As noted by The New York Post, there are still a handful of golf clubs that don't allow women members, and one of the most egregious is Burning Tree Club, located in Bethesda, Maryland. Burning Tree is so dedicated to being female-free it reportedly doesn't even have women's bathrooms. Women are only allowed in for a single three-hour period in December—so they can shop for gifts for their husbands at the club shop.

There are more male-only golf clubs than you might think, though in recent years many of the clubs that traditionally barred women have changed their policies in response to both public pressure and costs—Burning Tree, for example, pays an additional $150,000 a year in taxes because of its discriminatory policies. And as reported by Sports Illustrated, many of the clubs changed policies when the British Open announced it would no longer hold events at clubs that didn't allow women.

This discrimination is legal because the golf clubs are private membership clubs—not open to the public in any way.

The Bohemian Grove: Literally the patriarchy

According to Business Insider, the Bohemian Club was founded in 1872 as a private gentleman's club in San Francisco. It began using a campground called the Bohemian Grove for an annual retreat in 1899. Originally a club for writers and artists seeking a so-called "Bohemian" lifestyle, it's become a super-secret club for wealthy and powerful men—including every Republican president since Calvin Coolidge—but no women. In fact, until a lawsuit in 1978 the Club didn't even hire women as staff.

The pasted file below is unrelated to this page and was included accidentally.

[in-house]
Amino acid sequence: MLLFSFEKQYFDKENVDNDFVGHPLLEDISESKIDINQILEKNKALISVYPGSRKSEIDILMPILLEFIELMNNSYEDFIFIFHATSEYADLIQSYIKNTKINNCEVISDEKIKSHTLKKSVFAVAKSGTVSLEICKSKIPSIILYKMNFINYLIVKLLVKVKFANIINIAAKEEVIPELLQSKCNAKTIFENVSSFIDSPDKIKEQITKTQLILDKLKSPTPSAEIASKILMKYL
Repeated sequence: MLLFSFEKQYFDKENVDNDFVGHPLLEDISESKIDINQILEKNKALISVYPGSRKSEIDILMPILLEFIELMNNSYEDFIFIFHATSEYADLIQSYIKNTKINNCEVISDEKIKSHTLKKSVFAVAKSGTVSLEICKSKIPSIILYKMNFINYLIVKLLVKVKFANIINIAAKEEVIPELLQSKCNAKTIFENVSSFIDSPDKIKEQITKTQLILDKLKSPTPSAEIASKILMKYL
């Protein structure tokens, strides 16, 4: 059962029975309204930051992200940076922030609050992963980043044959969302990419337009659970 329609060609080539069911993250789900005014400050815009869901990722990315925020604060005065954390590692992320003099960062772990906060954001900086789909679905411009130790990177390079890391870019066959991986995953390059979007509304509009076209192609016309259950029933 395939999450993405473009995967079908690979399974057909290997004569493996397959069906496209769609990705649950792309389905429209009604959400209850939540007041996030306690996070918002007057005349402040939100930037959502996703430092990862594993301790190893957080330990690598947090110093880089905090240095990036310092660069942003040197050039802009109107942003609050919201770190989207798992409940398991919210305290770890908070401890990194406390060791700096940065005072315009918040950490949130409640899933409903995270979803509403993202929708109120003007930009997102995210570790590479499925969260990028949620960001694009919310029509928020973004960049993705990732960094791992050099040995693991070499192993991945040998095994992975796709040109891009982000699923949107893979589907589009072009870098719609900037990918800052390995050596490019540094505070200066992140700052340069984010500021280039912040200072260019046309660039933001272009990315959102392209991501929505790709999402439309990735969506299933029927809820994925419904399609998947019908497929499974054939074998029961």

Adding insult to injury, VIVA Lifestyle & Travel reports that the Bohemian Club has actually conferred honorary memberships on four women over the years—but even these honorary members aren't allowed to attend the annual retreat at Bohemian Grove. Even men find it difficult to join—according to Vanity Fair, the waiting list for a membership can take decades—and costs $25,000 just for the initiation fee.

Modern problems requiring modern solutions: The New York Times reports that the country's powerful women have gotten tired of waiting for their invitations and have created their own parallel club: Belizean Grove. Founded in 1999, Belizean Grove doesn't allow men to join, and specifically works towards a cherished feminist goal: Electing a female president.

Lord Kartikeya Temple: An angry, sexist god

As you might imagine, many of the places that ban women do so due to religious reasons. Religions in general tend to be ancient organizations, so many of their rules were formulated back in more ignorant times when the patriarchy was often totally unchallenged. But times change. In India, for example, a recent Supreme Court ruling forced a Hindu temple with a tradition of barring women between the ages of 10 and 50 (because they might be menstruating) to allow women inside.